Arctic Monkeys - Suck it and See
Record Label: Domino Recording Company
Release Date: June 6, 2011
For those who ventured into the desert with the Arctic Monkeys and producer extraordinaire Josh Homme for 2009’s Humbug, many of the sounds on Suck it and See aren’t surprising. What’s surprising is how Alex Turner and company blend their newfound riffs and psychedelic explorations with genuine songs. The real treat is that the album is remarkably subtle. My oh my how they’ve grown since that iconic debut that shattered the windows and kicked kids to the dance floor. In many respects, they revived interest in the Jam and Paul Weller, perhaps more so than their heroes in the Libertines. You wouldn’t think so after hearing Suck it and See.
Subtlety was the lesson Turner learned from the Last Shadow Puppets. The greatest successes on his album with Miles Kane were the songs that were cooler, such as "Standing Next to Me" and Turner’s own "My Mistakes Were Made for You." The Age of the Understatement suffered in its most pompous moments, or where some of the material sounded as if it were culled from unused ideas for the Monkeys.
Subtlety was also the lesson Turned learned from Humbug’s greatest achievement: "Cornerstone." Turner’s lyrics are direct, yet still somehow elusive. The story unfolds beautifully and without Turner’s trademarked witty repartee. Instead, he unveils an astonishingly defeated tale of searching for lost love. The melody carries his narrator’s earnest quest, particularly in the yearning bridge where he wonders if he imagined the girl all along. James Ford, who produced "Cornerstone" and two other tracks from Humbug, captures the melancholy spirit of the tune by focusing on Turner’s vocals and subtle guitar treatments—even featuring a reversed guitar solo after the bridge. The song is all the more surprising coming from the same group that blew out "The View From the Afternoon" and "Fluorescent Adolescent." Their ballads never quite gelled very well until "Cornerstone."
Suck it and See meets the subtlety of "Cornerstone" with Humbug’s strange riffs and dark twists and turns, but instead of strictly dark psychedelia, this album offers up some startlingly sensitive songs. The melodies of Jaime Cook’s and Turner’s guitars are by and large much more inclined to sweetness than brash outbursts. Even when Matt Helders’ drums bash the chorus of "She’s Thunderstorms," harmonized vocals effectively sing the titular phrase in a legato manner.
The leadoff single "Don’t Sit Down ‘Cause I Moved Your Chair" summarizes Humbug better than anything from that album even could. The dark riffs and surreal lyrics are wholly compelling, and the band’s psychedelia sounds much more lived-in. Coupled with this track for the pre-release was "Brick By Brick," featuring Helders on lead vocals. Simplistic lyrics yes, but the song is served best as a slice of unbridled rock & roll, featuring some guitar work that easily would find itself at home with anything Ron Asheton ever laid down on a six string.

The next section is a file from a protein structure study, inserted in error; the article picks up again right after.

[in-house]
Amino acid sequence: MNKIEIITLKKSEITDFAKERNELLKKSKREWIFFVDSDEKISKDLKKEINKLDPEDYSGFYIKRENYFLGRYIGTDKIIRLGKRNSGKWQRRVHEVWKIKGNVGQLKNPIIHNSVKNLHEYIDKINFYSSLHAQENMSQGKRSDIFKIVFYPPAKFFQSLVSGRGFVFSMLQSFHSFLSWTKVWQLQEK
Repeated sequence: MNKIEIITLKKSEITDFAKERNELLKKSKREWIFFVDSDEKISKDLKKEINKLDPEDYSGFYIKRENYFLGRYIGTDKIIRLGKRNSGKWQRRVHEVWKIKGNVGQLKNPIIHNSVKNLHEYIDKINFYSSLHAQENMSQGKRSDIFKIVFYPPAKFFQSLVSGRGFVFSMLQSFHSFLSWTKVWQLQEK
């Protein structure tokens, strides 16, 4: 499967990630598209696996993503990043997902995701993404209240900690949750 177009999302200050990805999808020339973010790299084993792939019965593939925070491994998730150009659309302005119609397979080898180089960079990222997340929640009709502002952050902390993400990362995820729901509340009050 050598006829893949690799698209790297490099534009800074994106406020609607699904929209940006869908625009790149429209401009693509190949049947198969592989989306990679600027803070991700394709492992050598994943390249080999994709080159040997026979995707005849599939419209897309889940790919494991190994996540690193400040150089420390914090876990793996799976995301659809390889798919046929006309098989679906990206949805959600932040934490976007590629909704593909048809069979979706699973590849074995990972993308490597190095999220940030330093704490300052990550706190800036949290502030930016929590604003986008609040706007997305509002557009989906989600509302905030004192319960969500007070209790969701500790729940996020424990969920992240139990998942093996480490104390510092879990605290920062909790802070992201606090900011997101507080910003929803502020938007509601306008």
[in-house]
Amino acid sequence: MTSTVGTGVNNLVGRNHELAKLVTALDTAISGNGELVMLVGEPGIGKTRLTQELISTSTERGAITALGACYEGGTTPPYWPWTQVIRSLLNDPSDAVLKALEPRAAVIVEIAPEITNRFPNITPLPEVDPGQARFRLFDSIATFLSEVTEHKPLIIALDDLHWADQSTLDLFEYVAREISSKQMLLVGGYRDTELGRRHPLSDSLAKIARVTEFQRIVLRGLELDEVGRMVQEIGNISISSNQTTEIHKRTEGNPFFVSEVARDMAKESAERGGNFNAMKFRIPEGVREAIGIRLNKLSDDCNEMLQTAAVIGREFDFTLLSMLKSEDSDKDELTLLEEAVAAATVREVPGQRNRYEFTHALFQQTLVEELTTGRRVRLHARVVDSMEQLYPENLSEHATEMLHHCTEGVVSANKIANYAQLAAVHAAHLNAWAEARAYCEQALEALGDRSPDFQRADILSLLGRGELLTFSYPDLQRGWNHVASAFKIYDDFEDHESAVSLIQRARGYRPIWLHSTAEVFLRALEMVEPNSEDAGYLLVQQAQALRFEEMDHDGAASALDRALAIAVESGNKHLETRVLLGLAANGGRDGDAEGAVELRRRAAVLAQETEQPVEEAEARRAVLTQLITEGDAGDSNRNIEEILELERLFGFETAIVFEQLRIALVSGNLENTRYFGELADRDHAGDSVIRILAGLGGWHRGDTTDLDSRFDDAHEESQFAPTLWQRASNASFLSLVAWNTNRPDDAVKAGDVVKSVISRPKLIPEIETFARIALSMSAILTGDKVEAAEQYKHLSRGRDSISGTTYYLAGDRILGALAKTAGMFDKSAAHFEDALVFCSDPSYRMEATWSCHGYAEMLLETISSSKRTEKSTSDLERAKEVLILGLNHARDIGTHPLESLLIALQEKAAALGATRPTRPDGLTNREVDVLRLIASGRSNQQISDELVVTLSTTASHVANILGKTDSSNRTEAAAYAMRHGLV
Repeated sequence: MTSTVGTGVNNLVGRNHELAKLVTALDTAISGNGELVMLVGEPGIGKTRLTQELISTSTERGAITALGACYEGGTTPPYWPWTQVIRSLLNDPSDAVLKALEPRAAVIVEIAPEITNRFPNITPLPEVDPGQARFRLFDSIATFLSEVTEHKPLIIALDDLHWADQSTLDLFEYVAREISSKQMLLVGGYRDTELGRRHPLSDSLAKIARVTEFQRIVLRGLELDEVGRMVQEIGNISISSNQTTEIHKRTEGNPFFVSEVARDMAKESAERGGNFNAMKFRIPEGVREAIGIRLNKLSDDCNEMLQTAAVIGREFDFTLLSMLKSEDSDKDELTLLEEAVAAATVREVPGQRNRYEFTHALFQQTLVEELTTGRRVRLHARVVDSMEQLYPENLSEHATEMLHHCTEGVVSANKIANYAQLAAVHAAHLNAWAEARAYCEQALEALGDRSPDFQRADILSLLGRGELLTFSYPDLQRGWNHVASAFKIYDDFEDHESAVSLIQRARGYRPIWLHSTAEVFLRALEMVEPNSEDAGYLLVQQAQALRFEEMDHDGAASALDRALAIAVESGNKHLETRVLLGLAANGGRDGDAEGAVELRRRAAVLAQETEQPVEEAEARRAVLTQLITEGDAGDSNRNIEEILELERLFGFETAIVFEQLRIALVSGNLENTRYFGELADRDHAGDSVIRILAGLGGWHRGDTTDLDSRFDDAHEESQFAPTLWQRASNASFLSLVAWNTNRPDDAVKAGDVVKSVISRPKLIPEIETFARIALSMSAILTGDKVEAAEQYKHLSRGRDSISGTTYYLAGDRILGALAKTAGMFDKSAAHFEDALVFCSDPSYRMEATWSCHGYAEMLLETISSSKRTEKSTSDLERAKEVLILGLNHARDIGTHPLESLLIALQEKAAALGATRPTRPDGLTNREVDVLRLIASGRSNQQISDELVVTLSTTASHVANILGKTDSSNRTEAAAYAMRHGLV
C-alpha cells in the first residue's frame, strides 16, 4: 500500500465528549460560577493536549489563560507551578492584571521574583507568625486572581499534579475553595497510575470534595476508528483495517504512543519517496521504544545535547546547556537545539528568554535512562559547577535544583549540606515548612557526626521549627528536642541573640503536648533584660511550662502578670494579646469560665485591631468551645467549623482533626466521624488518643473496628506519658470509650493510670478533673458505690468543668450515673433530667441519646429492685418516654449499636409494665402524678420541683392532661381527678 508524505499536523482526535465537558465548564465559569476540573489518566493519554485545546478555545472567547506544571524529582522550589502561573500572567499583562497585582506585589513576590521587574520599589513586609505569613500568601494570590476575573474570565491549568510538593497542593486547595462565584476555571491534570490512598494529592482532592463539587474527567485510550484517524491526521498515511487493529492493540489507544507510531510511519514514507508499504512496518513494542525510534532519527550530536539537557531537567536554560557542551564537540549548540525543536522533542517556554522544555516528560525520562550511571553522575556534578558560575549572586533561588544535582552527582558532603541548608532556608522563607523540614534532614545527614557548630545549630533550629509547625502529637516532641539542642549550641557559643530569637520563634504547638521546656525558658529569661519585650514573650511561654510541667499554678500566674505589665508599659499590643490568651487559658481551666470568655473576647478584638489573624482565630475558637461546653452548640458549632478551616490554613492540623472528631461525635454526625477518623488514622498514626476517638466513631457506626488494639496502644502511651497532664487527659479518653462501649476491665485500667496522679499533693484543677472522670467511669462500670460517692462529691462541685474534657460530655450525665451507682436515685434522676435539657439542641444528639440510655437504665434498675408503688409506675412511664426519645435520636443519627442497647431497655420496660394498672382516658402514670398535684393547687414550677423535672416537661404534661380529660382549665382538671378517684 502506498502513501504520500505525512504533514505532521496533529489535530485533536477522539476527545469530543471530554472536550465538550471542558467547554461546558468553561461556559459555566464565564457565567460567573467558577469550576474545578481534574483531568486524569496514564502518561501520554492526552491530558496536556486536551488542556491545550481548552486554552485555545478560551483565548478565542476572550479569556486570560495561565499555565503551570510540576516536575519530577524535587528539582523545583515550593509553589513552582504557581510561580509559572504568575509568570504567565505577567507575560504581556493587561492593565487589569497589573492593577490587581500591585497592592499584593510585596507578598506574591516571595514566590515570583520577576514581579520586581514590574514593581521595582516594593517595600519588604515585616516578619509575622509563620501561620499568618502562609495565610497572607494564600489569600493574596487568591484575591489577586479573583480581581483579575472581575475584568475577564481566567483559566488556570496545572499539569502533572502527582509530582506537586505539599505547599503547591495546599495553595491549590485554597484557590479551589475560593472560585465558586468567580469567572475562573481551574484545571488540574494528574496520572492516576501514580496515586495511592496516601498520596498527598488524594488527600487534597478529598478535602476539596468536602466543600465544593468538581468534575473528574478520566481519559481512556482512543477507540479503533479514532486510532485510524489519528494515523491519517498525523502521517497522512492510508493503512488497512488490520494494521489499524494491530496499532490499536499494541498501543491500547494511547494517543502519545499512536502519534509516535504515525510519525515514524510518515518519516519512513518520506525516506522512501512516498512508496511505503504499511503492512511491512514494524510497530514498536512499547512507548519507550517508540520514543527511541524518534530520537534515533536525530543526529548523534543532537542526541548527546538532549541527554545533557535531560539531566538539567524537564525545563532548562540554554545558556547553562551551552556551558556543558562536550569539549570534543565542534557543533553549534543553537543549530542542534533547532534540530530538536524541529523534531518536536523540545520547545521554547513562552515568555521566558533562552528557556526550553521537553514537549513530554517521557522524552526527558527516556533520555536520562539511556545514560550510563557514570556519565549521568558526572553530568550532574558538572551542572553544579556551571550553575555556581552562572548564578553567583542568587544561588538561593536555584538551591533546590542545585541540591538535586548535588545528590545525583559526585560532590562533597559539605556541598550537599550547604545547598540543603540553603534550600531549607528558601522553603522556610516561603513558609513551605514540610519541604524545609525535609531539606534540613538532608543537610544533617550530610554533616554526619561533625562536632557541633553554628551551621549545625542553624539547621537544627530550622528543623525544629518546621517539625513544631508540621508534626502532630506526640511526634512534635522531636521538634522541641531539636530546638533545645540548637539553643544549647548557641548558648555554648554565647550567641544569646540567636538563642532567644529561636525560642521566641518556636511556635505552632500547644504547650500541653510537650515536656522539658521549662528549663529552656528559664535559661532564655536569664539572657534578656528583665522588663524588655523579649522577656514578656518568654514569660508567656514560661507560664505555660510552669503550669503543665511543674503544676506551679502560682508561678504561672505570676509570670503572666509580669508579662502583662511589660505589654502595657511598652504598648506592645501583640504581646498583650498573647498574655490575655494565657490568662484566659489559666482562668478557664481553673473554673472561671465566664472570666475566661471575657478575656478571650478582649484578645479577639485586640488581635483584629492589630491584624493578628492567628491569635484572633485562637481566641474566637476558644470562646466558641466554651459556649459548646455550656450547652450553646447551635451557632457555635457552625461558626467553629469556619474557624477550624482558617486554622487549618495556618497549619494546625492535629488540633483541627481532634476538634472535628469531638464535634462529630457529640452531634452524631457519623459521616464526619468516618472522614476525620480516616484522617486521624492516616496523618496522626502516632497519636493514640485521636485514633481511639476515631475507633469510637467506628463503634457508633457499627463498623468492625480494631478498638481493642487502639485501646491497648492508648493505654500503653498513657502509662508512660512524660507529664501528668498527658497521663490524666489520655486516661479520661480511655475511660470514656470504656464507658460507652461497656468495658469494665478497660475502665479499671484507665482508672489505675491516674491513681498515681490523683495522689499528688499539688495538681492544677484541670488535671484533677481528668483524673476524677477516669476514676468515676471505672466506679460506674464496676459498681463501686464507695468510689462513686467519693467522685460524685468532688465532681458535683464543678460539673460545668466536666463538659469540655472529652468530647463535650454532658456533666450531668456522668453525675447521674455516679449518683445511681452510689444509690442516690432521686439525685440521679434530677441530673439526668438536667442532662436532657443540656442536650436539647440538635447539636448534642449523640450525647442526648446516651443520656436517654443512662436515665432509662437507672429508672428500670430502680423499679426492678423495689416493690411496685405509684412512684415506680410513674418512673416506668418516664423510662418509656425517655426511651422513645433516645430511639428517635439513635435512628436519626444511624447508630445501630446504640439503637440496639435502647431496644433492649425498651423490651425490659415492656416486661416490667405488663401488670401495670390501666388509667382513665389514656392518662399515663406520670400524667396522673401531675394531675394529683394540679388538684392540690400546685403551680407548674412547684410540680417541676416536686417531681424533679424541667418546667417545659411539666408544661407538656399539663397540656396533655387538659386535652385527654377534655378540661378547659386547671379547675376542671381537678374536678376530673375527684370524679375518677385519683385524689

The hardy rocker "Library Pictures" might be the most blistering thing the band’s recorded since "Brianstorm." It gnarls at the roots with Nick O’Malley’s powerful bass, and tosses in some hushed polyrhythmic guitar runs before hurdling into overdrive. It’s a hell of a ride, and easily one of Suck it and See’s highlights. Again, Turner makes use of his new obsession with the surreal, while the band employs some bitter dissonance.
Apart from that, this is the album that explores the Monkeys’ sensitivity. Turner and the group’s ballads are entirely impressive: "The Hellcat Spangled Shalalala," "Reckless Serenade," "Piledriver Waltz," "Love is a Laserquest," and the title track are a remarkable far cry from the debut and Favourite Worst Nightmare. The drudgery of Humbug has been made slick, retaining the weirdness but the emotions are fresher, bracing. It even seems that Turner is more emotionally invested than ever before. Though he might be occasionally self-deprecating, or quite surreal, his melancholy delivery sounds sincere. This is fairly new to the Monkeys’ pallet, and Turner’s. Again, perhaps a lesson learned from "Cornerstone."
By the time the record is over, it’s perfectly clear how much the band has matured and changed. It’s astonishing. Suck it and See proves that the Monkeys are more than just riffs and a turn of phrase, and it pays off in spades.
The only real complaint to have with the album is that there’s no big single. You won’t find a "I Bet You Look Good on the Dancefloor" or "Fluorescent Adolescent" here. But, the album plays more consistently than anything the band has put out before. Sure, the debut rips a ton of riffs, and Nightmare is just about perfect except for "Only Ones Who Know," but Suck it and See is constantly interesting, between variations in mood, Turner’s lyrics, and the band’s command of the sounds they discovered on Humbug. For a band who very thoroughly identified themselves through their singles, the shift of focus to the art of the album is no doubt startling for fans who expect a full blast, decidedly unsubtle affair. As the band matures, their grasp of subtlety and aesthetics will only grow stronger, which is positively a good thing. It might be their best album yet.
I like this record, it sounds like a refreshing mood in Arctic Monkeys.
It sounds like they're trying to make us forget about how good were "I Bet That You Look Good On The Dancefloor", and go on to a new level, not above, not below, but far far away from the antecessors.